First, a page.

Two whales flown from Shanghai aquarium to sanctuary in Iceland

Female 12-year-old beluga whales Little Grey and Little White arrive at Klettsvik Bay Two beluga whales from a Shanghai aquarium have arrived in Iceland to live out their days in a unique marine sanctuary that conservationists hope will become a model for rehoming 3,000 of the creatures currently in captivity. Little Grey and Little White, two 12-year-old female belugas, left behind their previous lives entertaining visitors at the Changfeng Ocean World and were flown across the globe in specially tailored containers. Little White and Little Grey perform during a show at Ocean World, Shanghai. Photograph: Aaron Chown/PA The whales, which each weigh about 900kg and are four metres long, will continue their epic journey by truck and ferry to the …

Camera firm distances itself from Tiananmen Square advert

Leica, whose biggest growth market is China, say short film was not officially sanctioned Western companies trying to do business in China learned long ago that they must bow, at least in part, to the political demands of an authoritarian state. So when the German camera-maker Leica Tiananmen Square crackdown appears to have been an extraordinary and potentially very expensive mistake. China is currently Leicas biggest growth market, told the dating back years and taking in several award-winning short films in a similar vein to the most recent one. One of the ads directors told the tank man photo that came to define the Chinese protesters peaceful showdown with heavily armed authorities. This film is dedicated to those who lend …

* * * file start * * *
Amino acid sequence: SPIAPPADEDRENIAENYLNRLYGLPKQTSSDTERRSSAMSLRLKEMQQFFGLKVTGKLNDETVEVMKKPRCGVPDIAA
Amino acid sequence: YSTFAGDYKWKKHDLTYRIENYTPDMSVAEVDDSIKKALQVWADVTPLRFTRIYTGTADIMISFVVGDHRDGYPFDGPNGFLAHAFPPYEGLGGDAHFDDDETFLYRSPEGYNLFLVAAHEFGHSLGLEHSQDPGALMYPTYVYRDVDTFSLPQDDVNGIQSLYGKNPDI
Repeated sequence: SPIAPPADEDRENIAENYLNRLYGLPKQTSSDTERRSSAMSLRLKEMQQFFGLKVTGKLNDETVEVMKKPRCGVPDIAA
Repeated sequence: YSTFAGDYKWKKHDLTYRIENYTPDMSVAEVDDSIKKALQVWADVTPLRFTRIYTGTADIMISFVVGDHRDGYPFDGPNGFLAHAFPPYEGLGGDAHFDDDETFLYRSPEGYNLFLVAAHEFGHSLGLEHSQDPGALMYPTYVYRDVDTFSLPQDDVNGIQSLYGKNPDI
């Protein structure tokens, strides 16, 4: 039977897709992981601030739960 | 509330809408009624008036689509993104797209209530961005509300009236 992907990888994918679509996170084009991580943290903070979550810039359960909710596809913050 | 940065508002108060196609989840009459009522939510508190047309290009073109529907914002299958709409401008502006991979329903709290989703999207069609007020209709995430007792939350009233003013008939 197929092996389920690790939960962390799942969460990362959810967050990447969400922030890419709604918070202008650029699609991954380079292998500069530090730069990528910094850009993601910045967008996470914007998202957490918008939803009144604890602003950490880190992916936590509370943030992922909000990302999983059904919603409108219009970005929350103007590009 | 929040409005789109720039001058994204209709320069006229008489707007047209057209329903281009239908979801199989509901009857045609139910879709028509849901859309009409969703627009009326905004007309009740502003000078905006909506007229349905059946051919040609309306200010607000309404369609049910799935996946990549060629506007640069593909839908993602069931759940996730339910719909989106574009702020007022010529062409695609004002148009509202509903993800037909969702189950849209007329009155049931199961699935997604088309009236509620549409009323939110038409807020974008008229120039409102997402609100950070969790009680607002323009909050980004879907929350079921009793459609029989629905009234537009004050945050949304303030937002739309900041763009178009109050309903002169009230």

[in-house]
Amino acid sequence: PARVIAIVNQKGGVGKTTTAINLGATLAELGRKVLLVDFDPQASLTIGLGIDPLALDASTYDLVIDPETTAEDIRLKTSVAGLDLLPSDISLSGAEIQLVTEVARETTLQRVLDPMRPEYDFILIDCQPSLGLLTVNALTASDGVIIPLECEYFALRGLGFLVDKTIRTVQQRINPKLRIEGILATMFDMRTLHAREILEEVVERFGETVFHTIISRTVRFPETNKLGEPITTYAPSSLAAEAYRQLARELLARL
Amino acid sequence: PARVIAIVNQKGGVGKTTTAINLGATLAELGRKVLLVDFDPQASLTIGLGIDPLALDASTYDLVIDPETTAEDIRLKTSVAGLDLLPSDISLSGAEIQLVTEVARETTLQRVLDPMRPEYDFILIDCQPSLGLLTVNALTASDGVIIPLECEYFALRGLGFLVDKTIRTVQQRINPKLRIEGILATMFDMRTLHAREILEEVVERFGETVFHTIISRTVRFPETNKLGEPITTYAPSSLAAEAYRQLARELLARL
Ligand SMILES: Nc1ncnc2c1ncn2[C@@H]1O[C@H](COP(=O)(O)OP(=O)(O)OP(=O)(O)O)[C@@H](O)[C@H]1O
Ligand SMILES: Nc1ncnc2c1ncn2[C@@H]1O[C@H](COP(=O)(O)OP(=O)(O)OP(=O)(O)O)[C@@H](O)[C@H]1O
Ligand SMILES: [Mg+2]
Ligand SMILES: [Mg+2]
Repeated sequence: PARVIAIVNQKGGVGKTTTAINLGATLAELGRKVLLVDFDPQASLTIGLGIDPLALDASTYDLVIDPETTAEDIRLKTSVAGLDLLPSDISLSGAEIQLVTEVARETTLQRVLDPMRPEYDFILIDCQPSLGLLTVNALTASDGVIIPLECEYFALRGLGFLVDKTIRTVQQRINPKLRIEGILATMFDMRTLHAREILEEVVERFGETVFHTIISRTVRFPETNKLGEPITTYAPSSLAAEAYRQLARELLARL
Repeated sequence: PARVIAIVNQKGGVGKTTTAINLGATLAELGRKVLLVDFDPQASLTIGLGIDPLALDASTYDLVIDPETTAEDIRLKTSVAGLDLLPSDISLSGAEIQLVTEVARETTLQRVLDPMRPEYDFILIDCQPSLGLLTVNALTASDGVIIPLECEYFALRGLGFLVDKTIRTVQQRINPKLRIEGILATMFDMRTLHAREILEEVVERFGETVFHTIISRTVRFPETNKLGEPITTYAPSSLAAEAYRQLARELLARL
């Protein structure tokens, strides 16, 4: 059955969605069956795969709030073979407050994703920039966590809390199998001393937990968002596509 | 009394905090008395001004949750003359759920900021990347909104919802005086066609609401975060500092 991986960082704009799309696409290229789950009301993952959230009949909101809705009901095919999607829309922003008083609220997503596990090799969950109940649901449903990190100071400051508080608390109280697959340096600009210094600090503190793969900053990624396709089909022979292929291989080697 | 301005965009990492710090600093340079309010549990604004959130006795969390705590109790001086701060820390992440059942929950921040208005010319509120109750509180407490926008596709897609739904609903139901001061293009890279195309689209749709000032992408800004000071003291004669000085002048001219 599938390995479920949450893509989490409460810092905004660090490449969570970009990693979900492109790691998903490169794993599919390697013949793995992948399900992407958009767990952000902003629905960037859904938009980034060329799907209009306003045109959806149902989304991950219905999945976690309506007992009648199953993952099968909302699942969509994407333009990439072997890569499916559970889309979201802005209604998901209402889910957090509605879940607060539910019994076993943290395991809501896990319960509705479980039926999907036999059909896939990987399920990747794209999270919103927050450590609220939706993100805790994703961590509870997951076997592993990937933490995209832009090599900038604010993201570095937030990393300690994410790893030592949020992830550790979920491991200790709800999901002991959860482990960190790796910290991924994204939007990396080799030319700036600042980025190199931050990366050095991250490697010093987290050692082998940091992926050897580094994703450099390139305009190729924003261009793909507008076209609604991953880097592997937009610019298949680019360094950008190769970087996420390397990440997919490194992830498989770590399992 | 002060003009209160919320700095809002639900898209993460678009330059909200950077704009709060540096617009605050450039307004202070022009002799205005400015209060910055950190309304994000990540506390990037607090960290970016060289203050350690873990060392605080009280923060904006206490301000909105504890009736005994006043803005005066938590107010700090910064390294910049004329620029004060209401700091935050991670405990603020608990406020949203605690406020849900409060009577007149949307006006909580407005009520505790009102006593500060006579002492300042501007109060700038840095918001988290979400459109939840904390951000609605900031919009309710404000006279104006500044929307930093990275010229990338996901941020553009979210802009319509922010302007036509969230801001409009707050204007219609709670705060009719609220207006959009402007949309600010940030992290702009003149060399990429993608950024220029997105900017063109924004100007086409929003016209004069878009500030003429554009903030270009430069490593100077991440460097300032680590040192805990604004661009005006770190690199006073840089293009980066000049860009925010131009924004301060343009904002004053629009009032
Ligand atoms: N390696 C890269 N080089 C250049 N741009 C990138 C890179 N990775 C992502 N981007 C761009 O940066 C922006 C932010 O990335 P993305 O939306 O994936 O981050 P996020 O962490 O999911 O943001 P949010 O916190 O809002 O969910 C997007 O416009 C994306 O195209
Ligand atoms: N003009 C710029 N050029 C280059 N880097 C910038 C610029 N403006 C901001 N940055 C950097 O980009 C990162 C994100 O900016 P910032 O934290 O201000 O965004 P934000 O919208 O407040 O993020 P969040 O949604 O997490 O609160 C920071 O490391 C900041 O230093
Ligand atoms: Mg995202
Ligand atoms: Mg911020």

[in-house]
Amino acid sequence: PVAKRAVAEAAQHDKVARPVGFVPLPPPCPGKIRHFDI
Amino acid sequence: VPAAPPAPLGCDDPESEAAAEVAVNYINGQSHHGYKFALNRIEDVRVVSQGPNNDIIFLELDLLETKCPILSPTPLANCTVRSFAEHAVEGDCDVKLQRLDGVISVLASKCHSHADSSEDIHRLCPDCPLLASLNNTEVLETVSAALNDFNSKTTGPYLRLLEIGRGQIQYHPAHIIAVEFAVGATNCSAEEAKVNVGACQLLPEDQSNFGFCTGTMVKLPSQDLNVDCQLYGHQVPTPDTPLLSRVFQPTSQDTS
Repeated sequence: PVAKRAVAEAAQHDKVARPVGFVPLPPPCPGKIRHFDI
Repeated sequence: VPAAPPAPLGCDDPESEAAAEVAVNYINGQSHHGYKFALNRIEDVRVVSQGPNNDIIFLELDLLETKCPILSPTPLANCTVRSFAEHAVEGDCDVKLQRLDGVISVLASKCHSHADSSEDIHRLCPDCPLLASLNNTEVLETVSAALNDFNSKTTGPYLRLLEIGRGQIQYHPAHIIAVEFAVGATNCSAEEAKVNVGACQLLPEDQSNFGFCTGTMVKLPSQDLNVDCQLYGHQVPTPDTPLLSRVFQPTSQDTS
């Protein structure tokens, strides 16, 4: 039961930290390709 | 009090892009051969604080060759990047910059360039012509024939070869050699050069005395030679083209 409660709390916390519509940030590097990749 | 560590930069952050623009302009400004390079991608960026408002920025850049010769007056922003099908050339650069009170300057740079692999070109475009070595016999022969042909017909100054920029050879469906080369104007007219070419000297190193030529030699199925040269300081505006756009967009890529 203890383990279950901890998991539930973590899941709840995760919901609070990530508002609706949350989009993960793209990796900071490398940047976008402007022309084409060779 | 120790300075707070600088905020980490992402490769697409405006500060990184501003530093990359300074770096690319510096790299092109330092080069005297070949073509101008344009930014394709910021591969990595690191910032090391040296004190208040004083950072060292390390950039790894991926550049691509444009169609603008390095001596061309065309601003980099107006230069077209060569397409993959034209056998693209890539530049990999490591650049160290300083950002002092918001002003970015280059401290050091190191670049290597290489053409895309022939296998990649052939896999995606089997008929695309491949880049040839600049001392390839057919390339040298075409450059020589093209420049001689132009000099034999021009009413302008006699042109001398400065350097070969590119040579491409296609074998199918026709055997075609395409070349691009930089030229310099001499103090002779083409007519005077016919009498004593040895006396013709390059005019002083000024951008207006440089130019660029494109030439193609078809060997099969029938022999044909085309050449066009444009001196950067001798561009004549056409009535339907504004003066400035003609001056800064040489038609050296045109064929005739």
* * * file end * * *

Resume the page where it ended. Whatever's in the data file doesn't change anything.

China Finds Phone-Wielding Tourists and Telescopes Don’t Mesh

If a giant telescope observes the universe, and no one around can take a picture of it, does it really exist? The Five-hundred-meter Aperture Spherical Radio Telescope—located in Guizhou, China—will have to find out. New regulations, put into effect in early April, ban (among other things) cell phones, smart wearables, drones, and digital cameras within 5 kilometers of the dish and impose uncomfortably large fines on those who break the rules. Officials ratified the restrictions because tourists flocked to the once-remote area after the government built science-centric attractions nearby and promoted the telescope as a vacation destination. But with tourists come electronics, and electronics emit radio waves. Those earthly waves can easily shout down the whispers from the cosmos. As …